Practice the Presence of God

From: The Practice of the Presence of God, Fourth Conversation, (1728). Rights: Public domain.

Editor’s note: Brother Lawrence (1614-1691) was a monk who is most remembered for his persistent, close walk with God, for the peace that he enjoyed as a result of that walk, and for his teachings that are preserved in The Practice of the Presence of God. This excerpt from that book shares some of that wisdom, especially as it related to doing our daily work in the presence of God.

Brother Lawrence spoke with me frequently concerning his manner of going to God. He said that we must release everything which does not lead to God, so that we might accustom ourselves to a continual conversation with Him.

We need to recognize that God is intimately present with us, and address ourselves to Him every moment, so that we may know His will in things that are doubtful. We offer our actions to Him before we do them, and give Him thanks when we have finished.

In this conversation with God, we are also employed in praising, adoring, and loving him incessantly for His infinite goodness and perfection.

God offers us His grace at each action. Brother Lawrence knew this and never forgot it, except when his thoughts had wandered from a sense of God’s Presence, or when he had forgotten to ask His assistance.

Our sanctification does not depend upon changing our works, but in doing them for God’s sake instead of doing them for our own. He said that it was sad to see how many people mistook the means for the end, filling their lives with work which they performed imperfectly, because of their human or selfish goals.

He said that the most excellent method he had found of going to God was that of doing his common business without any goal of pleasing men, but purely for the love of God.

He felt that it was a great mistake to think that times of prayer ought to differ from other times. His prayer was nothing but a sense of the presence of God, his soul being at that time closed to everything but Divine love. When the appointed times of prayer were past, he found no difference, because he still continued with God, praising and blessing Him with all his might. In this way he passed his life in continual joy.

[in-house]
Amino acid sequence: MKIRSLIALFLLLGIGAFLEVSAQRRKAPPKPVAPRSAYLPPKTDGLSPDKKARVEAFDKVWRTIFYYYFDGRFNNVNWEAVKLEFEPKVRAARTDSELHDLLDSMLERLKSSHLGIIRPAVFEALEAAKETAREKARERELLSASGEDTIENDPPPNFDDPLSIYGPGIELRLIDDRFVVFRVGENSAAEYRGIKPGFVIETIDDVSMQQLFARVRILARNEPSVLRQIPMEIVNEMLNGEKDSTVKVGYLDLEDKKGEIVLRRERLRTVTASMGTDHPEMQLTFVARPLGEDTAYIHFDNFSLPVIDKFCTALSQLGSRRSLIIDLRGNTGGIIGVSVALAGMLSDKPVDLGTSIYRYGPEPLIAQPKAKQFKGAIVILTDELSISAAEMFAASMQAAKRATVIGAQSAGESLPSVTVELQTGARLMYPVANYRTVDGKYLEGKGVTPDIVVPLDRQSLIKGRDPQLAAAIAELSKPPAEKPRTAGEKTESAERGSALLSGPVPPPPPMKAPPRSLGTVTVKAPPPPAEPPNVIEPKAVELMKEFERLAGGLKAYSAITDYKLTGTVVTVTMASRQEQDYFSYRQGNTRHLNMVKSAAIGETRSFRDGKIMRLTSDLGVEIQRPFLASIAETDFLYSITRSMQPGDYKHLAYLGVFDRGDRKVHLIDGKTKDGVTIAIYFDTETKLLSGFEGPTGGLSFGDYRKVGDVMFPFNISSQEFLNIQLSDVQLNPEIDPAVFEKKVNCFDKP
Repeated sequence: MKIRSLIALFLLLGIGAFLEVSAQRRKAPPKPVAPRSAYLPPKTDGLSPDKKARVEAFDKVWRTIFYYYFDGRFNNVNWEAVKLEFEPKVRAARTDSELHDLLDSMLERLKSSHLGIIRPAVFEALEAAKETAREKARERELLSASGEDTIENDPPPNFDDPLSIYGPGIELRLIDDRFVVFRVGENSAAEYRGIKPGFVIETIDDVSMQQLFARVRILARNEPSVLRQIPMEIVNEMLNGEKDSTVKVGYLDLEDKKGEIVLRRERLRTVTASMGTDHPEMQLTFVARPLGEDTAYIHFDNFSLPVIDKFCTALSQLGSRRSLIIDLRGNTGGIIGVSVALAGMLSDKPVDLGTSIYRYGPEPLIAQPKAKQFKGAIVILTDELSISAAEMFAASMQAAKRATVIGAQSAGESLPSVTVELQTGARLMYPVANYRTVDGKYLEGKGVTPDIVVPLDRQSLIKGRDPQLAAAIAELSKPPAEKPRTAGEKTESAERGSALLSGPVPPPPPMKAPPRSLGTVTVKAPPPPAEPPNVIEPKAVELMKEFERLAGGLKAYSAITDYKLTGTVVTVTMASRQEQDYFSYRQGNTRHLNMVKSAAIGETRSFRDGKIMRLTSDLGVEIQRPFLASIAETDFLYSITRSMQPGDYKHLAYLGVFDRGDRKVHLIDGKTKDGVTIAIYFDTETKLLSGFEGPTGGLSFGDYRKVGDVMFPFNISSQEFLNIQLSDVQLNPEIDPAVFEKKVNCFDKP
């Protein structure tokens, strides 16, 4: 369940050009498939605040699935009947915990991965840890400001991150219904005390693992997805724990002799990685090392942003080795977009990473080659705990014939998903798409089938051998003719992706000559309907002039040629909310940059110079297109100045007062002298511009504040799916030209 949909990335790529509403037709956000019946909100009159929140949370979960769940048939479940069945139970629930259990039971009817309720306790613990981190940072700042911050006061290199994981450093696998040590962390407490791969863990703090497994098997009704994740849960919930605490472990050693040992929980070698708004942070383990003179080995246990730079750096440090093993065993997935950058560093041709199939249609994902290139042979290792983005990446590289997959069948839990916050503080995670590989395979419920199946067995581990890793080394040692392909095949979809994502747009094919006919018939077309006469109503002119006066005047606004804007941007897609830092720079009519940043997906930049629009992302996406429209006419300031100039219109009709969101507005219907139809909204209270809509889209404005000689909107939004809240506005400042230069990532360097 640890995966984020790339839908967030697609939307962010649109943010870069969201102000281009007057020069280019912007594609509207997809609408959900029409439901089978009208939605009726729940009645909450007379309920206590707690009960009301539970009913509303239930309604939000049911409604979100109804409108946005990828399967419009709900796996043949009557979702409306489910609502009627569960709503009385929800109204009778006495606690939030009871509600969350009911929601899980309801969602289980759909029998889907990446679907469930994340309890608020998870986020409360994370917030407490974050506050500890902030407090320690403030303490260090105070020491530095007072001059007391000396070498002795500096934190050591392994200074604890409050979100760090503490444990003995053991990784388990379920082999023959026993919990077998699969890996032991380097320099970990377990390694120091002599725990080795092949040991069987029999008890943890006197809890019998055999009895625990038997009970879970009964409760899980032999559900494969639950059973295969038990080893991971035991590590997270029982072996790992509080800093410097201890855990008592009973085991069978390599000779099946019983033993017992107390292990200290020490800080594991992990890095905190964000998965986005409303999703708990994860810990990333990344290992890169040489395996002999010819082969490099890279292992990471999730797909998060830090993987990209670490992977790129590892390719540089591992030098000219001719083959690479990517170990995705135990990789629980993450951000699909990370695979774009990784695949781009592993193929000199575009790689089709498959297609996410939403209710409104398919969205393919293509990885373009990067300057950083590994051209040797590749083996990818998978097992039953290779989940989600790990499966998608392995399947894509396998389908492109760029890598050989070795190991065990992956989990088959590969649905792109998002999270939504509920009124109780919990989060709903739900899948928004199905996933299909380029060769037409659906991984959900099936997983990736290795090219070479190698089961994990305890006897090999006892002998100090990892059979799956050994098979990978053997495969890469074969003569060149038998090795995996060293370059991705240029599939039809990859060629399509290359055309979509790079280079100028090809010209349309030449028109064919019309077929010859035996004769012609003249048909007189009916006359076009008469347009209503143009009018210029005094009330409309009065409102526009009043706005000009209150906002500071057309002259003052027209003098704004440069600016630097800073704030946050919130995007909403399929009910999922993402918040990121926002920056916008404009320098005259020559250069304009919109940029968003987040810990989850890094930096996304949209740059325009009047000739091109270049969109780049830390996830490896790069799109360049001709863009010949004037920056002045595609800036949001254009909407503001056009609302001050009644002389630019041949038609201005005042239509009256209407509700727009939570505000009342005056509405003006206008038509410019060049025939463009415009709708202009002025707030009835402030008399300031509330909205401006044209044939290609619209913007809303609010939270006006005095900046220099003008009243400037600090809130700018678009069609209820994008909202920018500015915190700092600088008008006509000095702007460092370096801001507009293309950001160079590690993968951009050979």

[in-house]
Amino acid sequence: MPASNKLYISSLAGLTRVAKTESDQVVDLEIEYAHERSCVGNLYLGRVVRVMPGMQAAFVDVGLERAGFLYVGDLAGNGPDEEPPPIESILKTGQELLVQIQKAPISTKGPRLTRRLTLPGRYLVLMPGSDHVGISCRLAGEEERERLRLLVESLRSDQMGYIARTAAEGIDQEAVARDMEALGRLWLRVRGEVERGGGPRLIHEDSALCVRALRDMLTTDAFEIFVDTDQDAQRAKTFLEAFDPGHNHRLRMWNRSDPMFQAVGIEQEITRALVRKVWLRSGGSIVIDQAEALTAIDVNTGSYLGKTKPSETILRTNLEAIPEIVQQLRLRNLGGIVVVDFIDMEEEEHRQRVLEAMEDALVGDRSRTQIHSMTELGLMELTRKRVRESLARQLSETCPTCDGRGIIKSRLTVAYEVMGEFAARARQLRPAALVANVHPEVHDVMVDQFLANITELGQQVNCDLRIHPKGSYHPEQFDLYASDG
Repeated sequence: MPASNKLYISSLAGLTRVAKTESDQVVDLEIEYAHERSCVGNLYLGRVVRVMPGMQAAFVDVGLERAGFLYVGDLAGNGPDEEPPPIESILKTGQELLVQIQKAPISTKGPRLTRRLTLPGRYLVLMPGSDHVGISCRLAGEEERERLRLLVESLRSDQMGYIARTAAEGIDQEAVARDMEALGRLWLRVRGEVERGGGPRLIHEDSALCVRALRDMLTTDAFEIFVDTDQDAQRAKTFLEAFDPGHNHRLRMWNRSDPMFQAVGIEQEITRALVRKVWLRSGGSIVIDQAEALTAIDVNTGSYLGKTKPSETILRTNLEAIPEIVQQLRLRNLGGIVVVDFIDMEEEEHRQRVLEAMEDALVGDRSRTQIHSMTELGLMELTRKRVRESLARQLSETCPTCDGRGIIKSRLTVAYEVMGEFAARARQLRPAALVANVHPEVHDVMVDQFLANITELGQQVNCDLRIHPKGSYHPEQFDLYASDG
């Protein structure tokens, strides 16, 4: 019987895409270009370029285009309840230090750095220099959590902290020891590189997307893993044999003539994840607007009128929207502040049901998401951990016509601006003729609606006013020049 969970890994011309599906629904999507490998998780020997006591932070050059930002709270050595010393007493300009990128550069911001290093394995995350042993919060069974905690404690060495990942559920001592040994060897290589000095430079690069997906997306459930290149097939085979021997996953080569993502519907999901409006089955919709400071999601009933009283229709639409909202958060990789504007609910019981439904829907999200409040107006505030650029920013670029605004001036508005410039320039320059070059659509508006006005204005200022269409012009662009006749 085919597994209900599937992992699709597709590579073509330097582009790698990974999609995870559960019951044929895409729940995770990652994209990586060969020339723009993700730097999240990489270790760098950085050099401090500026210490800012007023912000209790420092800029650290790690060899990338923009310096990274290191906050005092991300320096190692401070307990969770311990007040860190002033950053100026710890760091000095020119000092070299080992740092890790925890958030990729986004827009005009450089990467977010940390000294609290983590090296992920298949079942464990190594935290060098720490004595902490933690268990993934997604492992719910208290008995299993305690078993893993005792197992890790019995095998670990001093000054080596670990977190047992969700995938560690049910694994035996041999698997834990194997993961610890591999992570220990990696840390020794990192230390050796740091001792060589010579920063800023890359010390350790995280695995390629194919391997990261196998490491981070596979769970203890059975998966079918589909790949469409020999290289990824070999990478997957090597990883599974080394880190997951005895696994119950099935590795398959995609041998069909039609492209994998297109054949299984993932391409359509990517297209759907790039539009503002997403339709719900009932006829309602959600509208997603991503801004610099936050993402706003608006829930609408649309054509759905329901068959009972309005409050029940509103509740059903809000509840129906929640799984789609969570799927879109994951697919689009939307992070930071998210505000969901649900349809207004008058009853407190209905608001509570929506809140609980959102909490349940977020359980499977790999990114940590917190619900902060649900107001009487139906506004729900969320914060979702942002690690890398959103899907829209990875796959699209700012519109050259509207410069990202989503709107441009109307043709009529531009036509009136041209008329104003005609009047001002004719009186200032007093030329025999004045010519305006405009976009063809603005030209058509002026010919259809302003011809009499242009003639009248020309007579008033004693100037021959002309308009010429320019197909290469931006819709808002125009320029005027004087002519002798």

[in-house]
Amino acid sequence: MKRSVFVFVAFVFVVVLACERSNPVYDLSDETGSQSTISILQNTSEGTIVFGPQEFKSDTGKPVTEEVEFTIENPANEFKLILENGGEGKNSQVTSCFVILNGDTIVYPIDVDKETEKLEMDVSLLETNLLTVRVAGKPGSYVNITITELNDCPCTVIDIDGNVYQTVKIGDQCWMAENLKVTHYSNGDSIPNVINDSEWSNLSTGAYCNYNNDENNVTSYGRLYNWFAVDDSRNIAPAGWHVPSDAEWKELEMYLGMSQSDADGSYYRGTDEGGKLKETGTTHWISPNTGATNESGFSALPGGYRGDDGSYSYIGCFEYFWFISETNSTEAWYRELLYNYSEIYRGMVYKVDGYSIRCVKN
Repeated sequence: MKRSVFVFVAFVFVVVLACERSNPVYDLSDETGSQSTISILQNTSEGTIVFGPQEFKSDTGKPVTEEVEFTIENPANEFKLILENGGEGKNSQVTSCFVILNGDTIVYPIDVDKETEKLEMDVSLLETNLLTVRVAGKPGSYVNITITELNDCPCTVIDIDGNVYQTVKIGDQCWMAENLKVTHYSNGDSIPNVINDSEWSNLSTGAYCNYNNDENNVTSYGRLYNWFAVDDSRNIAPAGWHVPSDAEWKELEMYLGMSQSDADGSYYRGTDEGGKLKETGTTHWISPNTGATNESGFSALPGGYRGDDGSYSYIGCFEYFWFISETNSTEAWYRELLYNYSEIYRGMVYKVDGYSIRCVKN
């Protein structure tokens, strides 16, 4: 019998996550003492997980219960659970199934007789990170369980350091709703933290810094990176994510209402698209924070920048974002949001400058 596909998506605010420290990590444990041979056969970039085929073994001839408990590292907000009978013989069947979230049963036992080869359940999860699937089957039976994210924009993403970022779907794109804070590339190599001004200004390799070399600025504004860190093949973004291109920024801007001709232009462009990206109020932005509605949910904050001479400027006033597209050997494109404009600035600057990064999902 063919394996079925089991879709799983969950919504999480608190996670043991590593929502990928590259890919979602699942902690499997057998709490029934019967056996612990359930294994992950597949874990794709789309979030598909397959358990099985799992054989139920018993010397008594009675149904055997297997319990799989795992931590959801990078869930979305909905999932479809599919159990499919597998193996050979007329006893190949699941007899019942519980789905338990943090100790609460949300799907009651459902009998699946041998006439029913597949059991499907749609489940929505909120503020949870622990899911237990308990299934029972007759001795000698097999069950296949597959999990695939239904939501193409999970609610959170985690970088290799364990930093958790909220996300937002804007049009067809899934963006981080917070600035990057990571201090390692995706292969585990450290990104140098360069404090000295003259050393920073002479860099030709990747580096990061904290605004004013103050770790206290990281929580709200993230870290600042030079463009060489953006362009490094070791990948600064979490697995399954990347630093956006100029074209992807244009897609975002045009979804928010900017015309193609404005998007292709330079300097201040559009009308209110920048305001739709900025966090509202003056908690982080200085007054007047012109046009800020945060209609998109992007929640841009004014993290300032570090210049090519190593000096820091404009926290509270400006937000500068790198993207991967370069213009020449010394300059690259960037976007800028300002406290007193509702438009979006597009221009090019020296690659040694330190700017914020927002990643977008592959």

We ought, he said, to put our whole trust in God, and make a total surrender of ourselves to Him. We ought not to be weary of doing little things for the love of God, who regards not the greatness of the work, but the love with which it is performed.

We should not be disturbed if, in the beginning, we fail in our discipline, because eventually we will gain a habit, which will naturally produce its fruits in us, without our care, and to our great delight.

The end we ought to propose to ourselves is to become, in this life, the most perfect worshippers of God we can possibly be. The greater perfection a soul aspires after, the more dependent it is on Divine grace.

Being questioned by someone in his monastery about his means for attaining such a habitual sense of God, he told him that since first coming to the monastery, he had considered God to be the end of all his thoughts and desires.

In the beginning he had spent the hours appointed for private prayer in thinking of God. When he had thus filled his mind with a great sense of that infinite Being, he went to his work in the kitchen (for he was a cook). He spent all his time””before, during and after his work””in prayer.

When he began this business he said to God, “O my God, since You are with me, and I must now apply my mind to these outward things, I ask You to grant me the grace to continue in Your Presence.”

As he proceeded in his work, he continued his familiar conversation with his Maker, imploring His grace, and offering all his actions to Him.

When he had finished, he examined how he had done his duty. If he found well, he returned thanks to God. If otherwise, he asked pardon.

Without being discouraged, he set his mind right again, and continued this exercise of the presence of God, as if he had never deviated from it. “Thus,” he said, “by rising after my falls, and by frequently renewed acts of faith and love, I came to a state where it was as difficult for me not to think of God as it was at first to think of Him.”

As Brother Lawrence had found such peace in walking in the presence of God, it was natural for him to recommend it to others. But his example was a stronger inducement than any words he could offer.

His gaze was strengthening””a sweet and calm devotion appeared in it. In the greatest hurry of the kitchen, he still preserved his heavenly-mindedness. He was never hasty, but did each thing with tranquility.

“For me,” he said, “the time of business does not differ from the time of prayer. And in the noise and clutter of my kitchen, I possess God in the same great tranquility as if I were upon my knees at the Blessed Sacrament.”

Excerpted from The Practice of the Presence of God, Fourth Conversation, (1728). Rights: Public domain.